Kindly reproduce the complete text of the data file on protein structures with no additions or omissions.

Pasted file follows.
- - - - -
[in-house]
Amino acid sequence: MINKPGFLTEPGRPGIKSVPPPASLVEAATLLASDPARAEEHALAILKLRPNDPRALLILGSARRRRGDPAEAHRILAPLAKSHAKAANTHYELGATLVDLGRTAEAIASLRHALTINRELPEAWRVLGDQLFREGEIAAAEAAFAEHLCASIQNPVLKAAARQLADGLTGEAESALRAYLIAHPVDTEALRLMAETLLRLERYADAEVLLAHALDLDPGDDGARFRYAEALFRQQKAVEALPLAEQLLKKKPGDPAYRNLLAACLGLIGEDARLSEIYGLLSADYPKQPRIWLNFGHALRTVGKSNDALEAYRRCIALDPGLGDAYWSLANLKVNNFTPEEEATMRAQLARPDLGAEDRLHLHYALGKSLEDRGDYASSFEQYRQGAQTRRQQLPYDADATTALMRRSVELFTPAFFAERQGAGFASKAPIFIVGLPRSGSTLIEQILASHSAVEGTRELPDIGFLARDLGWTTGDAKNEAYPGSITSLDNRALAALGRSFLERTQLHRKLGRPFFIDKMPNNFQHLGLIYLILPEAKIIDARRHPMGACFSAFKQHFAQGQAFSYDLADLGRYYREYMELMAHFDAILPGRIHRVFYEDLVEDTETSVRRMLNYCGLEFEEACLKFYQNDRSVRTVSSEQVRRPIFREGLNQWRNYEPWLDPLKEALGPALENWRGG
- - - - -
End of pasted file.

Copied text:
[in-house]
Amino acid sequence: MINKPGFLTEPGRPGIKSVPPPASLVEAATLLASDPARAEEHALAILKLRPNDPRALLILGSARRRRGDPAEAHRILAPLAKSHAKAANTHYELGATLVDLGRTAEAIASLRHALTINRELPEAWRVLGDQLFREGEIAAAEAAFAEHLCASIQNPVLKAAARQLADGLTGEAESALRAYLIAHPVDTEALRLMAETLLRLERYADAEVLLAHALDLDPGDDGARFRYAEALFRQQKAVEALPLAEQLLKKKPGDPAYRNLLAACLGLIGEDARLSEIYGLLSADYPKQPRIWLNFGHALRTVGKSNDALEAYRRCIALDPGLGDAYWSLANLKVNNFTPEEEATMRAQLARPDLGAEDRLHLHYALGKSLEDRGDYASSFEQYRQGAQTRRQQLPYDADATTALMRRSVELFTPAFFAERQGAGFASKAPIFIVGLPRSGSTLIEQILASHSAVEGTRELPDIGFLARDLGWTTGDAKNEAYPGSITSLDNRALAALGRSFLERTQLHRKLGRPFFIDKMPNNFQHLGLIYLILPEAKIIDARRHPMGACFSAFKQHFAQGQAFSYDLADLGRYYREYMELMAHFDAILPGRIHRVFYEDLVEDTETSVRRMLNYCGLEFEEACLKFYQNDRSVRTVSSEQVRRPIFREGLNQWRNYEPWLDPLKEALGPALENWRGG